We also saw surprising resiliency in companies in hard-hit industries such as travel and live entertainment. Even though their business cratered in the early months of the pandemic, they were able to cut costs, pivot towards digital, and achieve a slow recovery. This would not have been possible without the flexibility and data insights to go into an economic hibernation mode, retool operations, and then re-emerge perhaps smaller but more resilient. The experience was not without pain, but they survived and are ready to grow in the new world.
We have also seen companies in industries that have either held steady or grown during COVID. In another unexpected outcome, companies in highly regulated industries such as financial services, communications, healthcare and pharmaceuticals, greatly accelerated their digital transformation and business data initiatives, even if they didn’t face a pandemic boom or bust.
1. Virtualize as many operations as possible.
This trend became imperative in the effort to protect employees, customers, vendors and partners from the risk of COVID-19. But many companies will not return to pre-pandemic operations because these changes make sense in a highly digital world that demands agility and flexibility.
2. Scale rapidly and non-linearly to manage demand.
Digital infrastructure is inherently designed to scale more effectively than infrastructure tied to manual operations and management. This applies to both scaling up and scaling down. It’s why so many companies are adopting DataOps practices.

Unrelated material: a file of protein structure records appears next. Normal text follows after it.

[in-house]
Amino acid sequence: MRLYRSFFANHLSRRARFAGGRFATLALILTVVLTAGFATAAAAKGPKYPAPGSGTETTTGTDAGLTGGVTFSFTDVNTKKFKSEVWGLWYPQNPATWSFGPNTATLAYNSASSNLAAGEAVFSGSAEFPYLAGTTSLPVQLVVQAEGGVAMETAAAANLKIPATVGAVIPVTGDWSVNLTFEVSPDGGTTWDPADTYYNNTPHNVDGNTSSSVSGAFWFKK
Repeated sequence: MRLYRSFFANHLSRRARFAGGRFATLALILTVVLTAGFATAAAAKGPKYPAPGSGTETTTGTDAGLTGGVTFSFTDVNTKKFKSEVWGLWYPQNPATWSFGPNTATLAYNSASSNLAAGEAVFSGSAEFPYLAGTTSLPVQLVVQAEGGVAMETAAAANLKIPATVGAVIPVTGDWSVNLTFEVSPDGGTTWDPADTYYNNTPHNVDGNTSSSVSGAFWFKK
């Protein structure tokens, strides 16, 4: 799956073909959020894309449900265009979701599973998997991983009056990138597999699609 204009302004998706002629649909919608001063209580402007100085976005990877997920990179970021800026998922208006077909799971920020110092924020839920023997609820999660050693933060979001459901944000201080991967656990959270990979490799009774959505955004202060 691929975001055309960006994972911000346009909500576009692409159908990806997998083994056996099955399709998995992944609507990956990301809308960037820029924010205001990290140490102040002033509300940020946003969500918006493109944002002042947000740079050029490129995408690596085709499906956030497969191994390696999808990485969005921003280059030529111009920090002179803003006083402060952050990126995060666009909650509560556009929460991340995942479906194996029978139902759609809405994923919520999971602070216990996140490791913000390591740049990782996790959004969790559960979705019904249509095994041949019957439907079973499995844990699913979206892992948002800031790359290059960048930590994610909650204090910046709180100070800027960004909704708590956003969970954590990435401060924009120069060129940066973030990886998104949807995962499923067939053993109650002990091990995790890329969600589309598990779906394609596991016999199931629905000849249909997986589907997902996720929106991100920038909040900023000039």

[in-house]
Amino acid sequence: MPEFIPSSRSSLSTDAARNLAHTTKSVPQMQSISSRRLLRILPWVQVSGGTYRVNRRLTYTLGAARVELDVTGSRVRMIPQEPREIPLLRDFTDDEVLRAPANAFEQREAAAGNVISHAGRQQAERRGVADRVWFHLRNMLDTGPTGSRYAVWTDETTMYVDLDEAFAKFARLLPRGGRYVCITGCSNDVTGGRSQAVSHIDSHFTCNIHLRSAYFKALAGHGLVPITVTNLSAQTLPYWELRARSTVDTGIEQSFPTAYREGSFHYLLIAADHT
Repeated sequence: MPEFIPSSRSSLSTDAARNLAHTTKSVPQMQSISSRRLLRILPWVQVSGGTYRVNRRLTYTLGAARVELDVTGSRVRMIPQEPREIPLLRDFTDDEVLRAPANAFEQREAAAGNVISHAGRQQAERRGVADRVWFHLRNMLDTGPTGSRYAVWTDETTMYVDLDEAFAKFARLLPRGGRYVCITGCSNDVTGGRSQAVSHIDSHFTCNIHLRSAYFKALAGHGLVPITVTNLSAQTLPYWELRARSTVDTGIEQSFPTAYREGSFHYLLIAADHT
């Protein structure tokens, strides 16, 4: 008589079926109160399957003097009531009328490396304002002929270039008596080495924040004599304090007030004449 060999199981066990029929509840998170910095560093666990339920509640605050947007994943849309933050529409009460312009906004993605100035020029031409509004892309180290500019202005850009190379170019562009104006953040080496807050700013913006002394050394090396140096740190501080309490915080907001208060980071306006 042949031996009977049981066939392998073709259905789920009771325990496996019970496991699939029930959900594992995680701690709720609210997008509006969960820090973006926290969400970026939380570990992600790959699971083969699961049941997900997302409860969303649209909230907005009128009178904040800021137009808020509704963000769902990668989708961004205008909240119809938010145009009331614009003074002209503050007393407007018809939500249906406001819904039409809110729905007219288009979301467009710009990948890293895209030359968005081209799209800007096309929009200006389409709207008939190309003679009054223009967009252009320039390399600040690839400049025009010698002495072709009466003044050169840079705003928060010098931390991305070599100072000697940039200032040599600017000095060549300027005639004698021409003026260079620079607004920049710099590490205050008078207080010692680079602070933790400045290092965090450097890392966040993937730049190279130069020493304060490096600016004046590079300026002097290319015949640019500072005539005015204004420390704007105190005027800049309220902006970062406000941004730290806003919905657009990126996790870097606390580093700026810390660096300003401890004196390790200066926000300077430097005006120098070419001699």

3. Match increased risk tolerance with agility.
Many companies discovered that they could go faster, and accept more risk when forced to change quickly. For example, the pivot to working from home for a large number of employees shook up many hide-bound companies. Staff working remotely didn’t bring productivity to a standstill, even while juggling home-schooling and other unexpected responsibilities. Many companies have taken far bigger steps in their digital transformation journey than they would have otherwise.
4. Dial up real-time data to manage dynamic situations.
With conditions changing week-by-week and day-by-day, leaders across all types of organizations have turned to the latest data to make the best decision possible. There was simply no time for complicated change management processes when new types of data from new systems had to be integrated into the larger data and analytics environment literally overnight. (State of Ohio did exactly that in order to create its COVID-19 dashboard.)
5. Migrate as much as you can to the cloud.
These rapid pivots kicked cloud migrations into a whole new gear. Large, traditional enterprises had been tip-toeing into cloud due to concerns about security and governance. In 2020, they plunged in head-first. Organizations that swore that they would never trust the cloud made huge bets on it. (Hear how BT, the UK telecommunications giant, migrated to the cloud.) For those who had to scale essentially overnight, cloud was the only option– a traditional data center build-out takes quarters or years.
6. Invest in new cloud data platforms for data lakes, data warehouses, and ML platforms.
With skyrocketing demand for data and insights in the midst of constant change, businesses have jumped onto the latest and greatest data platforms. From cloud data lake integration to cloud data warehouses, just witness the growth in Snowflake, Databricks, S3, Redshift, Azure Synapse, ADLS, Google BigQuery and Dataproc. Again, what was already a big trend stepped up an order of magnitude due to the forcing function of the pandemic.
7. Be kind, be patient.
We couldn’t take our clients out to dinner or visit them in person. Instead we worked out challenges and contracts eye-to-eye through a Zoom call with conspicuous personal space in the background. Perhaps, we will all see each other with a bit more humanity and a bit more grace.
I’ve been in the data integration space for many years and experienced big transitions, but I’ve never been through anything quite like this past year in the data business…I’m optimistic for what is ahead. We’ve finally been able to unlock some of the big blockers to change and there is no turning back.